Stuck with a difficult assignment? No time to get your paper done? Feeling confused? If you’re looking for reliable and timely help for assignments, you’ve come to the right place. We promise 100% original, plagiarism-free papers custom-written for you. Yes, we write every assignment from scratch and it’s solely custom-made for you.
Order a Similar Paper Order a Different Paper
It’s possible to do this?
It’s possible to do this?
Final Paper Instructions Due Date: May 7, 2023 Late papers will be penalized with a 5-point deduction for each day late. No paper submission will be accepted after 5/8/2023 The paper will be based on a song that you choose. The song must be one that has been recorded and released in English. The goal is to apply six of the major topics we have covered in class to the song that you have chosen. The course was divided into three separate sections (think, influence and relate) based on the definition of social psychology. A part of your paper will reflect each of those three sections. You will choose two major topics from each of the three sections of the course and relate them to the song you have chosen. Your paper will be divided into four major sections: Think, Influence, Relate and Conclusion. In addition, it is recommended that you include one paragraph of introduction. Your paper should be five pages in length, double-spaced (use APA format; check provided guidelines). You will include the lyrics of your songs at the end of your paper. The lyrics are not to be counted as part of the 5 pages that you will submit. In past semesters, I have required longer submissions. However, your paper will be 5 pages. If it is 6 pages or longer, you will be deducted points. For your convenience, I have uploaded a submission from an earlier semester. The point is not to replicate the sample that has been provided, but simply for you to see the work that another student submitted and perhaps be inspired. Think (Values & Big Ideas, The Self in a Social World, Social Beliefs and Judgments, Behavior and Attitudes). – Choose 2 terms or concepts from chapters 1-4, first part of the course – Underline and define the terms or concepts – Identify the part(s) of the song that exemplify the term or concept. You will be sure to elaborate and link the terms if possible. Influence (Genes, Culture and Gender, Conformity and Obedience, Persuasion, Group Influence) – Choose 2 terms or concepts from chapters 5-8, second part of the course – Define the terms or concepts – Identify the part(s) of the song that exemplify the term or concept. You will be sure to elaborate and link the terms if possible. Relate (Prejudice: Disliking Others, Aggression: Hurting Others, Attraction and Intimacy: Liking and Loving Others, Ethnophaulisms for Ethnic Immigrants) – Choose 2 terms or concepts from chapters 9-11 and Ethnophaulisms for Ethnic Immigrants, third part of the course – Define the terms or concepts – Identify the part(s) of the song that exemplify the term or concept. You will be sure to elaborate and link the terms if possible. Conclusion In this section you will integrate the points you made earlier in the other sections and provide criticism of the material you reviewed. How are the issues that came up in think, or influence might have led to what you highlighted in Relate? You are not writing four short papers, but one paper assignment with four specific sections. If you find it difficult choosing a song, you may consider one of the following: Crooked Smile – J. Cole https://www.youtube.com/watch?v=WKW5XRRDH00 If I Were Boy – Beyonce https://www.youtube.com/watch?v=gHxtBrkbWlY Man in Black – Johnny Cash https://www.youtube.com/watch?v=dY8_vZXo8oY Cat’s In The Cradle – Harry Chapin https://www.youtube.com/watch?v=7OqwKfgLaeA Imagine – John Lennon https://www.youtube.com/watch?v=bNnFFKv_NyI
It’s possible to do this?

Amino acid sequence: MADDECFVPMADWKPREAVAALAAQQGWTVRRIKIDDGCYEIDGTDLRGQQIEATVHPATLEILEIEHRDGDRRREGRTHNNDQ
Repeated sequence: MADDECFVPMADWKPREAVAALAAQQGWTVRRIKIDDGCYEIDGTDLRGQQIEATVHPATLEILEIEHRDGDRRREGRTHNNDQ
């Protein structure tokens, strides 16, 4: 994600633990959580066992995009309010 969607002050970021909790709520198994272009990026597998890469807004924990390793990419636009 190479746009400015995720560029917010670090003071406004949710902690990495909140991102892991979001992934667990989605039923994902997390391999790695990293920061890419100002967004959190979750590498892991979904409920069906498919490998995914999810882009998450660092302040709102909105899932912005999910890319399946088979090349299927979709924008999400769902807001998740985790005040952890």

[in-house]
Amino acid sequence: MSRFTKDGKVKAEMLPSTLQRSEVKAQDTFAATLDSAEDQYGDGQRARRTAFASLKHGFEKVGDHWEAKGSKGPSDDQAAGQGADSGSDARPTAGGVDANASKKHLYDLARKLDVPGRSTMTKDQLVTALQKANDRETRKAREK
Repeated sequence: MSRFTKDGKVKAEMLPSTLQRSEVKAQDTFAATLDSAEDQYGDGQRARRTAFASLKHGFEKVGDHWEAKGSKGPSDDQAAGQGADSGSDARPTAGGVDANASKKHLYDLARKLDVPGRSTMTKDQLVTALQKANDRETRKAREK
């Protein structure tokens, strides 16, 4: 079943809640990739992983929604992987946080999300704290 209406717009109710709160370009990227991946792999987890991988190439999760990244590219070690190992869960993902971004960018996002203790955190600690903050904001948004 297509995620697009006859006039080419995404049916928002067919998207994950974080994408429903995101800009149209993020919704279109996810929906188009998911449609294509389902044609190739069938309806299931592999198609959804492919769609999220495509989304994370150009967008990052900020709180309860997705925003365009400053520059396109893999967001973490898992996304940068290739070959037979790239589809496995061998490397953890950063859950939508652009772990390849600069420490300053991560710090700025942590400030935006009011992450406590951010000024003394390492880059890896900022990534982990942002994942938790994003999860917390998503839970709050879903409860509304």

Running Header: AGGRESSIVE SUE 1 Aggressive Sue: The Complex Interactions of Environment, Self, and Genes Youn Elev 06/27/2017 City College of New York AGGRESSIVE SUE 2 Aggressive Sue: The Complex Interactions of Environment, Self, and Genes Introduction “A Boy Named Sue” is a song written by Shel Silverstein and made famous by Johnny Cash. It is the story of a boy who grows up with the name Sue. His drunkard father left him and his mother and gave him the name Sue as a parting gift. Sue vows to have revenge and kill his father, but once finding his father is persuaded to believe that his father was good -hearted in naming him Sue and that it was Sue’s name that allowed Sue to become the strong adult he became. Sue chooses not to kill his father and instead embraces him, but Sue s wears not to name his own son Sue. This story is one of how the environment, Sue’s self -view, and possible genetic influences causes a young man to live an extremely isolated and aggressive life. Thinking Social influences shaped Sue’s behavior. The one parent home, the people who made fun of him, and his own personal thoughts about his name shaped him. The spotlight effect would have played a large part in the way that Sue developed his sense of place in the world. Accordi ng to Meyer (2013) the spotlight effect occurs when a person thinks that others are paying more attention to them than others actually are. Sue might have been overly conscious about his name and thought that more people were laughing at him or making fun of him than there actually were. Social comparison also shaped Sue’s self -schema . Social comparison occurs when a person compares themselves to others to assess their own abilities; self -schema is the mental image we have of ourselves (Meyers, 2013). Sue’s self -schema would have integrated his own name, how different it was to other people’s names, and the reactions of other people to him. His AGGRESSIVE SUE 3 self -esteem would have taken a blow as he slowly found himself as “less than” or different in a negative way from t he people around him. Sue also used situational attribution when he blamed his aggression on people’s giggles and his name. Situation attribution is part of the attribution theory which states that people will attribute other people’s behavior and their o wn positive actions to dispositions and their own negative behavior to the situation (Meyers, 2013). Sue didn’t seem to see anything wrong with his aggression towards other people and his father. He saw his aggression as a result of his father and the oth er people around him: in other words his situation. From this section, it is also important to note the self -serving bias that Sue’s father uses at the end of the poem to justify naming his son Sue. According to Meyers (2013) self -serving bias is the predi sposition of people to look at themselves in a good light. Sue’s dad wanted to see himself in a good light. When Sue’s father saw the suffering that he had put his son through, he saw the evidence clash with his desire to be a good person or father and exp erienced cognitive dissonance . Cognitive -dissonance occurs when a person doesn’t have enough external justification for their behavior that they have to create internal justification (Meyer, 2103). This self -justification comes into play and Sue’s father comes up with reasons why he has been a good father to Sue because of naming him Sue and ignores the fact that he left his wife and young son to drink and play cards in a saloon. Influencing Social norms , gender , and gender roles played a huge part in setting up the conflict for this song. Respectively, they are the customs in a particular group, the defined characteristics of a male or female, and the roles that each gender is “allowed” to play (Meyers, 2013). Sue is a AGGRESSIVE SUE 4 name tha t violates the social norms for naming male children. This is such a powerful violation of the norm that Sue experiences extreme internal pain in his social environment. Also, the way that Sue expresses himself is influenced by his gender. What if the tit le of the poem had been “A Girl Named John”? This poem might have been a very different story. The girl might have internalized her frustration. Instead of outward aggression which is not a norm for girls, she might have been very depressed and have taken out her feelings of aggression on herself. The way that Sue expresses his anger has a lot to do with the fact that it is also a social norm for boys to punch people as an expression of anger. Moreover, it is important to note the use of the central route to persuasion that Sue’s father employs at the end of the poem. The central route to persuasion occurs when the persuader makes arguments that are directed towards the cortex and cause one to explicitly think about one’s decisions (Meyers, 2013). Sue’s fat her rationally explains why Sue should be grateful to him. Sue is bought over by the persuasion which seems to say more about Sue than about his father. Relating This section probably relates the most clearly to the song. Aggression in all of its forms can be found in this song. Aggression is any behavior meant to inflict hurt on another person (Meyer, 2103). Frustration -aggression theory probably explains a large part of Sue’s aggression towards his peers and father. It states that when frustrated from g aining a desire, people are more likely to exhibit aggression (Meyer, 2013). Sue, like any human being, probably desired friendship at a young age and courtship in his teens. With a name that made him ostracized, these desires were constantly thwarted. Hav ing his desires frustrated, Sue was predisposed to AGGRESSIVE SUE 5 aggression. His aggression probably created a snowball effect which made his peers and possible mates to shun him more than they might have. Also, biological factors might have played a role in Sue’s aggr ession. His father was tough and a mean man, also his father was a wandering man. Sue ended up wandering and turned to physical aggression to solve his social problems. Sue’s genetics is another variable that predisposes Sue to aggression. Relative depriva tion is another influence in Sue’s psyche. According to Meyers (2013), relative deprivation is the gap one feels when they are constantly comparing themselves to the people around them. Sue probably compared himself to other boys his age from a very early age. Sue feeling the gap grow between himself and his peers in social status could have fueled his aggression. On a different note, anger towards his father might have been displaced when he found closer targets to take his anger out on. Displacement is w hen one expresses their aggression to readily available targets instead of the one that caused the frustration (Meyers, 2013). Hostile aggression and instrumental aggression are illustrated in Sue’s behavior. These are aggressions defined by wanting to inflict pain for the sake of the pain or for the sake of another purpose, respectively (Meyers, 2013). The heat of the moment attacks on his peers are hostile and the long -await ed attack on his father is an instrument of revenge for Sue’s name. Also, it is important to note that Sue’s need to belong contributed to his aggression towards his peers. It is the desire to positively bond and be a part of a community or group (Meyers, 2013). The need to belong is a very powerful force that when denied creates an environment for bad things to happen. Sue did not find a place to belong. AGGRESSIVE SUE 6 Conclusion Sue’s story is not a simple one. In an imaginary world where humans were not humans, Su e could have just walked away from the laughs and fights, but his environment, genes, and psyche predisposition him to become aggressive. To simply attribute Sue’s aggression to only one of these variables would not facilitate understanding the whole pictu re. Let’s back away from Sue’s story and look briefly at the life of the author, Shel Silverstein. In Shel Silverstein’s interview (1975) with Publisher’s Weekly he described how he had become an artist. The words themselves pointed to a person who saw himself inf luenced by his environment. He did not say that he was naturally inclined to be an artist or that he personally had loved art and pursued it. Instead, Shel talked about how he wasn’t good at sports and how girls didn’t like him, so he holed himself up in t he house and started to draw. Shel saw himself as a product of his environment. It seems that this world view seeps into the story of Sue. Shel seemed to innately understand the power of the environment, the choices people make, and the gifts (or not gifts in Sue’s case) that parents give. According to Thefamouspeople.com (2017), Shel grew up in such a way where he did not seem to fit in. As a child, he stayed at home, immersed himself in drawing, had a difficult relationship with his own father due to his love for drawing, and found himself not fitting in at the two colleges he eventually went to. He was a second -generation immigrant in America who grew up during the Great Depression (Thefamouspeople.com, 2017). In some ways, one could posit that Shel blame d his parents for immigrating, for him being ostracized, and for his “out -of-place -ness.” Maybe in some ways, Shel expressed this anger in the character “Sue.” Shel’s early environment that his parents directly contributed to, however, was also the source of Shel’s future passion and fame. I think it is interesting that at the very end of the song, Sue agrees with his father’s persuasions and comes AGGRESSIVE SUE 7 away with a different viewpoint. Shel might have felt that while he did not appreciate parts of his childhood, he was grateful for the way his parents had raised him. As a fun point, according to Meyers (2013), people like and associate themselves with people that share the same first letter of their name as them. The fact that “Sue” and “Shel” are both one syllab le and start with the letter “S” further points to the idea that Shel may have identified with Sue. In any case, Shel wrote a work that any Social psychologist could drool over. “A Boy Named Sue” is an excellent illustration of the principles of Social p sychology at work. Social psychology teaches us that we must look to the biological tendencies, the environment, and the psyche to get a full picture of what shapes people in social situations. Sue is a great illustration of how each of these can affect u s. Sue grew up in a one parent home with no father figure. He was also given a name that went against culture norms. He grew up as a male; social scripts and social norms dictated he was allowed to express his aggression in physical terms. One can imagine the humiliation that Sue experienced on the playground in elementary school or with the neighborhood children. He might have been genetically or biochemically predisposed to aggression. The presence of only one of these variables may not have been suffici ent to create an aggressive person; however, all of these variables interact and make it very likely that Sue would grow up as an aggressive person. It is important to note that it was not just the name itself that caused Sue suffering. Sue is quite a nor mal name compared to a name like “Woblygookie.” He might have been made fun of if his name was Woblygookie, but due to the conformity required by social norms the gender inappropriate name probably caused more damage. It illustrates how much importance hum ans put in names and the strict rules humans have for naming. According to Meyer (2013), in an experiment done, a man who chose not to conform to the group and stuck to the right answer AGGRESSIVE SUE 8 experienced severe physical discomfort including vomiting. This is jus t in an experiment that lasted a fraction of the time that Sue lived his life. Constantly being faced with an inability to conform to the social norms, would have given him pain, made him isolate himself and be actively isolated by his peers. This isolatio n would have affected his self -schema and self – esteem. One’s name is one’s very own personal label, and if people label one strangely then one is liable to face misfortune. Constant comparison with other people in his community probably brought about sever e self -consciousness in Sue which might have led to a strong spotlight effect. He might have felt that “everybody” was looking at him strangely or laughing at him. The psychological pain of being humiliated and the frustration of his attempts at real relat ionships and conversation contributed to him lashing out. The absence of a father figure and a possible biological predisposition towards aggression might have led Sue to lash out at the people who would giggle and laugh at him. Sue claims that he did not hate his father for leaving him and his mom, but one could argue that Sue displaced his anger for his father on the people that gave him a “good reason” to. He experienced hostile aggression frequently. In Sue’s mind, all of his pain is due to his father giving him his name. In possible self – serving bias, Sue seems not to take any responsibility for the people that he beat up. He blames it all on his father and his name. He also seems justified in beating people up. He probably needed to think that his agg ression was not his fault in an attempt to keep feeling good about himself. In the middle part of the song, Sue’s aggression shifts from hostile to instrumental aggression. Sue starts planning to kill his father as revenge for his name. When he finally d oes find him, it is interesting how the author sets the fight between father and son in mid -July. It would have been very hot. If they had met in the dead of winter would the father and son been AGGRESSIVE SUE 9 just as likely to fight? Somehow a passionate fight in the de ad of winter does not seem as appealing as in the middle of a hot sizzling summer. Social psychology research points us to the idea the heat encourages aggression (Meyers, 2103). The father -son relationship that unravels in the second half of the song is rather amazing. Sue fights his father and names him one of the toughest men he has fought. On top of that when it comes time for Sue shoot his father, Sue’s father starts persuadin g Sue to be grateful to him for his name. In a rather intelligent and silver -tongued argument, Sue’s father states that it was because of the name that Sue got tough and that the father gave him that name on purpose in order to make him the strong man that he had become. Persuaded by a definite central route of persuasion, Sue hugs his father and comes away not hating his father. However, Sue refuses to call his own child by that name. It seems that while Sue’s father might have been well – intentioned, Sue d id not want to cause as much pain to his own child. Why did Sue hug his father at the end of the song? Didn’t his father cause enough pain in Sue’s life? There are a couple of possible factors that play into this moment. One could be the need to belong. S ue has never had a place to call his own, or a person who accepts him name, aggression, and all. Sue’s father was the first person to give him all of that. On a different note, Sue also might have unconsciously saw how he was like his father. He had grown into a man like his father, and since one wants to love oneself, it might have helped the reconciliation. Also, accepting his father’s arguments of how the name Sue was a good thing would have helped Sue reshape his painful childhood as one that had a purp ose. Sue would have been able to reshape his memories in such a way where he could be grateful for his childhood pain. People want to see themselves as well -off or good, and if Sue found that he liked himself better giving purpose to AGGRESSIVE SUE 10 his childhood he would have been more inclined to accept the argument even if it did come from his father. In this song, Shel Silverstein pokes fun at the gender norms for names and points out how important it is to people to conform to their environments. Shel Silverstein tol d a story of a minority boy, of sticking out, of being ostracized, and blaming one’s parents and environment. It is also a story of possible selves. Sue ended up grateful he had grown up tough and wanted to continue to be that way, but he did not want to b e the same father that his father was to him. This was a brilliant story of the interactions of genes, environment, and the way one looks at themselves. AGGRESSIVE SUE 11 A B OY N AMED S UE JOHNNY CASH Well my daddy left home when I was three And he didn’t leave much to Ma a nd me Just this old guitar and an empty bottle of booze Now, I don’t blame him ’cause he run and hid But the meanest thing that he ever did Was before he left, he went and named me “Sue” Well, he must o’ thought that is quite a joke And it got a lot of la ughs from a’ lots of folk It seems I had to fight my whole life through Some gal would giggle and I’d get red And some guy’d laugh and I’d bust his head I tell ya, life ain’t easy for a boy named “Sue” Well, I grew up quick and I grew up mean My fist got hard and my wits got keen Roam from town to town to hide my shame But I made me a vow to the moon and stars I’d search the honky -tonks and bars And kill that man who gave me that awful name Well, it was Gatlinburg in mid -July And I just hit town and my throat was dry I thought I’d stop and have myself a brew At an old saloon on a street of mud There at a table, dealing stud Sat the dirty, mangy dog that named me “Sue” Well, I knew that snake was my own sweet dad From a worn -out picture that my mother’d had And I knew that scar on his cheek and his evil eye He was big and bent and gray and old And I looked at him and my blood ran cold And I said: “My name is ‘Sue!’ How do you do!? Now you gonna die!” Yeah that’s what I told ’em AGGRESSIVE SUE 12 Well, I hit him hard right between the eyes And he went down, but to my surprise He come up with a knife and cut off a piece of my ear But I busted a chair right across his teeth And we crashed through the wall and into the street Kicking and a’ gouging in the mud and the blood and the beer I tell ya, I’ve fought tougher men But I really can’t remember when He kicked like a mule and he bit like a crocodile I heard him laugh and then I heard him cuss He went for his gun and I pulled mine first He stood there lookin’ at me and I saw him smile And he said, “Son, this world is rough And if a man’s gonna make it, he’s gotta be tough And I know I wouldn’t be there to help ya along So I give ya that name and I said goodbye I knew you’d ha ve to get tough or die And it’s the name that helped to make you strong” Yeah he said, “Now you just fought one hell of a fight And I know you hate me, and you got the right To kill me now, and I wouldn’t blame you if you do But ya ought to thank me, befor e I die For the gravel in ya guts and the spit in ya eye ‘Cause I’m the son -of-a-bitch that named you “Sue” Yeah what could I do, what could I do I got all choked up and I threw down my gun Called him my Pa, and he called me his son And I come away with a different point of view And I think about him, now and then Every time I try and every time I win And if I ever have a son, I think I’m gonna name him Bill or George! Anything but S ue! I still hate that name! Yeah AGGRESSIVE SUE 13 Reference Editors For Famouspeople.com . (2017, June 14). Shel Silverstein Biography. Retrieved June 26, 2017, from http://www.thefamouspeople.com/profiles/shel -silverstein -129.php Mercier, J. F. (1975, February 24). Shel Silverstein: An Interview by Publisher’s Weekly. Retriev ed June 27, 2017, from http://shelsilverstein.tripod.com/ShelPW.html Myers, D. G. (2013). Social psychology (11th ed.). New York (NY): McGraw -Hill. Silverstein , S. (n.d.). Johnny Cash Lyrics. Retrieved June 20, 2017, from http://www.azlyrics.com/lyr ics/johnnycash/aboynamedsue.htm